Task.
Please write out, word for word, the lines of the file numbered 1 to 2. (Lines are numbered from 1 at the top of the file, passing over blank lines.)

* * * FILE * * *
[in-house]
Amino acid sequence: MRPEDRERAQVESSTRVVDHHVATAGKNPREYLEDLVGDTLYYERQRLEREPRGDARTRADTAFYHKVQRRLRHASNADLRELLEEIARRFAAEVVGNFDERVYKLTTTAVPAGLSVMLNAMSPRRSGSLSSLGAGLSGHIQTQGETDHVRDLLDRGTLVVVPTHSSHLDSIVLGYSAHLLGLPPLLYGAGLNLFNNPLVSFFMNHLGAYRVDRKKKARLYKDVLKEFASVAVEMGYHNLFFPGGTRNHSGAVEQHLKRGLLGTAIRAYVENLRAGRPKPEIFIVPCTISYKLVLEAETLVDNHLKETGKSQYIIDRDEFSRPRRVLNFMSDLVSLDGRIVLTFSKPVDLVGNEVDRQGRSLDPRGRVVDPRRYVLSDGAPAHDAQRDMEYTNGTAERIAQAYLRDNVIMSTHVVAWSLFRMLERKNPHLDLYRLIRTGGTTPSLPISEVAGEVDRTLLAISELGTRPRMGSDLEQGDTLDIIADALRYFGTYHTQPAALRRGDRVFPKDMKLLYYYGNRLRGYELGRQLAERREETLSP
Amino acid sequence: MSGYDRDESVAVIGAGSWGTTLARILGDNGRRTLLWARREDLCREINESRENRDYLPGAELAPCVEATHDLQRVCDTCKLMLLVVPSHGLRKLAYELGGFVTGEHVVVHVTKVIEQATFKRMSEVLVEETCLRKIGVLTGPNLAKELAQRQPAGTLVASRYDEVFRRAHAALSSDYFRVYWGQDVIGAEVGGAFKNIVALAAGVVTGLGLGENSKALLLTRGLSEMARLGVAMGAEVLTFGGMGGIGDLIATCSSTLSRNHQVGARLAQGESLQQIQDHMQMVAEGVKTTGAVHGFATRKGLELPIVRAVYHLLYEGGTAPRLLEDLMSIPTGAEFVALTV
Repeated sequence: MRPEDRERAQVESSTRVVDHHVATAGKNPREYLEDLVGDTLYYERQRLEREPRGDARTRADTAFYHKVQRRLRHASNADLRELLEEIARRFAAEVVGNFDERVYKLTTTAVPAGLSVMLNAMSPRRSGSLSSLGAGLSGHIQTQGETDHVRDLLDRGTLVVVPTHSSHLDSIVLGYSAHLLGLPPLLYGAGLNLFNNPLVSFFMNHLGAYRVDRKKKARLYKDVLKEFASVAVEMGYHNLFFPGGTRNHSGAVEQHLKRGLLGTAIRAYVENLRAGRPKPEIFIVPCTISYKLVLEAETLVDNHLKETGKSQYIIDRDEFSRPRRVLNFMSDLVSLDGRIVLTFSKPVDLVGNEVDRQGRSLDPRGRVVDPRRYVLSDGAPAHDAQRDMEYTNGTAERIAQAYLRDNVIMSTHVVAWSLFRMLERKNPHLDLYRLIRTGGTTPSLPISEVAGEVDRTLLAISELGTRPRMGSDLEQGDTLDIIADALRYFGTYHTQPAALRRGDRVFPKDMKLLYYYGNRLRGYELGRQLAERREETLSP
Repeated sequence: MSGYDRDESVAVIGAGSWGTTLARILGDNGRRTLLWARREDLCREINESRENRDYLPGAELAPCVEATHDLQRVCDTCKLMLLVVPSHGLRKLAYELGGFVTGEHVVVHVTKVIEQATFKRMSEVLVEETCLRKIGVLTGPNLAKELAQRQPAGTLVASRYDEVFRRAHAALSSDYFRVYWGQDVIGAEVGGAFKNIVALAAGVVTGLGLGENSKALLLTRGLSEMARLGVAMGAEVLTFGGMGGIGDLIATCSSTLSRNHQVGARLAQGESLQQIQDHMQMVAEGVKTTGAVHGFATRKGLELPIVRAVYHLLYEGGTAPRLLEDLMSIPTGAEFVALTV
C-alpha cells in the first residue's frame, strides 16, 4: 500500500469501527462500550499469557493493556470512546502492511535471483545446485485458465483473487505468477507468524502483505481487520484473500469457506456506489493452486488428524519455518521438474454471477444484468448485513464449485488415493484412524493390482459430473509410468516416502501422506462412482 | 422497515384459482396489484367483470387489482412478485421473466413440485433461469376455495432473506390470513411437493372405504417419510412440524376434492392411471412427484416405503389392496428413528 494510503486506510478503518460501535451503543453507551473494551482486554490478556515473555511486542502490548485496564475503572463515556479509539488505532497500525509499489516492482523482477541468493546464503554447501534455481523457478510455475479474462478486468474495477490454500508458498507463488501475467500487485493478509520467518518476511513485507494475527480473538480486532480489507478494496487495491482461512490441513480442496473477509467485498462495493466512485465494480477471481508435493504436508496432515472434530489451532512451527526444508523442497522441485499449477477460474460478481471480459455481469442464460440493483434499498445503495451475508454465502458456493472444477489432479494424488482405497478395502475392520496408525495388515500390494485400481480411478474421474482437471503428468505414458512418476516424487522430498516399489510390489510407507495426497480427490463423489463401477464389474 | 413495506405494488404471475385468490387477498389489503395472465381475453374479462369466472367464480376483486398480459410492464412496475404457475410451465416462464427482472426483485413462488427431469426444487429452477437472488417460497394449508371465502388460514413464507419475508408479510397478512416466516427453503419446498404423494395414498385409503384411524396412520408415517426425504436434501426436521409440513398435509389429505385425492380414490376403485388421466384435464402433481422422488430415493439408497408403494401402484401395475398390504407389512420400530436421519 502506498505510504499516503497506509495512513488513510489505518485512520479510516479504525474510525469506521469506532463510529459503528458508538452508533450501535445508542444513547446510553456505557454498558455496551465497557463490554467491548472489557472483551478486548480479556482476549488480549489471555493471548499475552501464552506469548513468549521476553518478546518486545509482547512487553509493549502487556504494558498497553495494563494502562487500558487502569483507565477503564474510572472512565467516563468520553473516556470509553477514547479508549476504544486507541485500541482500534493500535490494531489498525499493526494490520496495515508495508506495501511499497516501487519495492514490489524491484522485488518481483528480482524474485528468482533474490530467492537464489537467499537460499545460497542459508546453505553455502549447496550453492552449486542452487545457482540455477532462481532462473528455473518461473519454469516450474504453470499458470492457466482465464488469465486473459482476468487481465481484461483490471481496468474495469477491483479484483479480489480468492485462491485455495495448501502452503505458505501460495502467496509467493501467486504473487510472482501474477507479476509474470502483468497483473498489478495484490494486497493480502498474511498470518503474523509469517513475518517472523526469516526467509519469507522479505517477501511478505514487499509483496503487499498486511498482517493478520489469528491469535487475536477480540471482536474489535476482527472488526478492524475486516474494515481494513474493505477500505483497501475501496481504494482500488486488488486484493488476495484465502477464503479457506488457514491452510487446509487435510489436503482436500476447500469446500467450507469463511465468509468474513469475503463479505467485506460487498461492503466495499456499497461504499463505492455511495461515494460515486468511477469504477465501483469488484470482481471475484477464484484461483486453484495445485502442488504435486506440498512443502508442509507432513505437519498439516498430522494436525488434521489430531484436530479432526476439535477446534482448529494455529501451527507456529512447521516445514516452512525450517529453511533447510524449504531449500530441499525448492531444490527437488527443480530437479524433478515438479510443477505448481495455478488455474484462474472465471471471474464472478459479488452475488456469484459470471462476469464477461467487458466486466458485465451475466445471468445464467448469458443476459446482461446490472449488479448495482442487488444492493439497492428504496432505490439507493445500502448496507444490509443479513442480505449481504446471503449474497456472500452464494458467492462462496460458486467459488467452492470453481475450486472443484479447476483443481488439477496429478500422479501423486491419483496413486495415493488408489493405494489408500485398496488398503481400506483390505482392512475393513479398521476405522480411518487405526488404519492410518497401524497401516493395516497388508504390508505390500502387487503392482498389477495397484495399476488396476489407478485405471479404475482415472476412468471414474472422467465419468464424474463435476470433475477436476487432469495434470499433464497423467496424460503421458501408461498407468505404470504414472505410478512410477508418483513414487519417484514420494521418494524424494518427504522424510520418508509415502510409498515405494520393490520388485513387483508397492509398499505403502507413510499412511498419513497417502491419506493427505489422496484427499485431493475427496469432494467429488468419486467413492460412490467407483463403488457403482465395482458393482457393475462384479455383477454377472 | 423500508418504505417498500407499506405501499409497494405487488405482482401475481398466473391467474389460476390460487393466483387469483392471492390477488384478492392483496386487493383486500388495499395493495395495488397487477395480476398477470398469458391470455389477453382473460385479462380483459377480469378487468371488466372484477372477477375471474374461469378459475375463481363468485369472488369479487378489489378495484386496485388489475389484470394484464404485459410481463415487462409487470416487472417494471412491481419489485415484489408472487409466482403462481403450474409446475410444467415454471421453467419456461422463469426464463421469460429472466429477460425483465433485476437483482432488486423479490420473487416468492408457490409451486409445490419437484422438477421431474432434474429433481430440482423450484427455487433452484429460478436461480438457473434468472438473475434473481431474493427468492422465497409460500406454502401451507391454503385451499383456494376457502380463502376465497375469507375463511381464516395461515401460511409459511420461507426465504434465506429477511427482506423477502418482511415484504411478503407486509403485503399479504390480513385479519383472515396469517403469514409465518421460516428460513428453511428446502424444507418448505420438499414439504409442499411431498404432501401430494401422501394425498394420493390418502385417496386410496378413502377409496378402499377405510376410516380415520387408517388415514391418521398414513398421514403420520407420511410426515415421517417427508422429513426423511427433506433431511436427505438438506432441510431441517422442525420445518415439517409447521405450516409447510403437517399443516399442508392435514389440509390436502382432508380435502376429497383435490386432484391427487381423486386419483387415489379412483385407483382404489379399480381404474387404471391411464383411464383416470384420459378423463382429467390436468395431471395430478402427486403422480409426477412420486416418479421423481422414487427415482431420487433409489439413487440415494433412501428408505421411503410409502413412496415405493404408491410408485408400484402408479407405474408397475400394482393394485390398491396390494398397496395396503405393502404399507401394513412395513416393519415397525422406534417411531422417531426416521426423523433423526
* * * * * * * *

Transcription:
[in-house]
Amino acid sequence: MRPEDRERAQVESSTRVVDHHVATAGKNPREYLEDLVGDTLYYERQRLEREPRGDARTRADTAFYHKVQRRLRHASNADLRELLEEIARRFAAEVVGNFDERVYKLTTTAVPAGLSVMLNAMSPRRSGSLSSLGAGLSGHIQTQGETDHVRDLLDRGTLVVVPTHSSHLDSIVLGYSAHLLGLPPLLYGAGLNLFNNPLVSFFMNHLGAYRVDRKKKARLYKDVLKEFASVAVEMGYHNLFFPGGTRNHSGAVEQHLKRGLLGTAIRAYVENLRAGRPKPEIFIVPCTISYKLVLEAETLVDNHLKETGKSQYIIDRDEFSRPRRVLNFMSDLVSLDGRIVLTFSKPVDLVGNEVDRQGRSLDPRGRVVDPRRYVLSDGAPAHDAQRDMEYTNGTAERIAQAYLRDNVIMSTHVVAWSLFRMLERKNPHLDLYRLIRTGGTTPSLPISEVAGEVDRTLLAISELGTRPRMGSDLEQGDTLDIIADALRYFGTYHTQPAALRRGDRVFPKDMKLLYYYGNRLRGYELGRQLAERREETLSP